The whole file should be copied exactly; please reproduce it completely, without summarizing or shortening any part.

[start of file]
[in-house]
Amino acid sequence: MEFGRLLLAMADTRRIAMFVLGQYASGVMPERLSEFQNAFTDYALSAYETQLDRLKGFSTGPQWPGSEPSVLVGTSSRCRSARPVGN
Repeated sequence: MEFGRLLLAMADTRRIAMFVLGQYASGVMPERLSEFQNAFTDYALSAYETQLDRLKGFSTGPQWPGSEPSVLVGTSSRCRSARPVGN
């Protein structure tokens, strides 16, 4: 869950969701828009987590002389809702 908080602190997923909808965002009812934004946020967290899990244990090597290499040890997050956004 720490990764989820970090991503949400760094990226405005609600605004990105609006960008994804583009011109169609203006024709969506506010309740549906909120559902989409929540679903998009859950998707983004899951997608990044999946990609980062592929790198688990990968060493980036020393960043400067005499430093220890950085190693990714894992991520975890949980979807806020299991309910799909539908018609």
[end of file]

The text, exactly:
[in-house]
Amino acid sequence: MEFGRLLLAMADTRRIAMFVLGQYASGVMPERLSEFQNAFTDYALSAYETQLDRLKGFSTGPQWPGSEPSVLVGTSSRCRSARPVGN
Repeated sequence: MEFGRLLLAMADTRRIAMFVLGQYASGVMPERLSEFQNAFTDYALSAYETQLDRLKGFSTGPQWPGSEPSVLVGTSSRCRSARPVGN
């Protein structure tokens, strides 16, 4: 869950969701828009987590002389809702 908080602190997923909808965002009812934004946020967290899990244990090597290499040890997050956004 720490990764989820970090991503949400760094990226405005609600605004990105609006960008994804583009011109169609203006024709969506506010309740549906909120559902989409929540679903998009859950998707983004899951997608990044999946990609980062592929790198688990990968060493980036020393960043400067005499430093220890950085190693990714894992991520975890949980979807806020299991309910799909539908018609």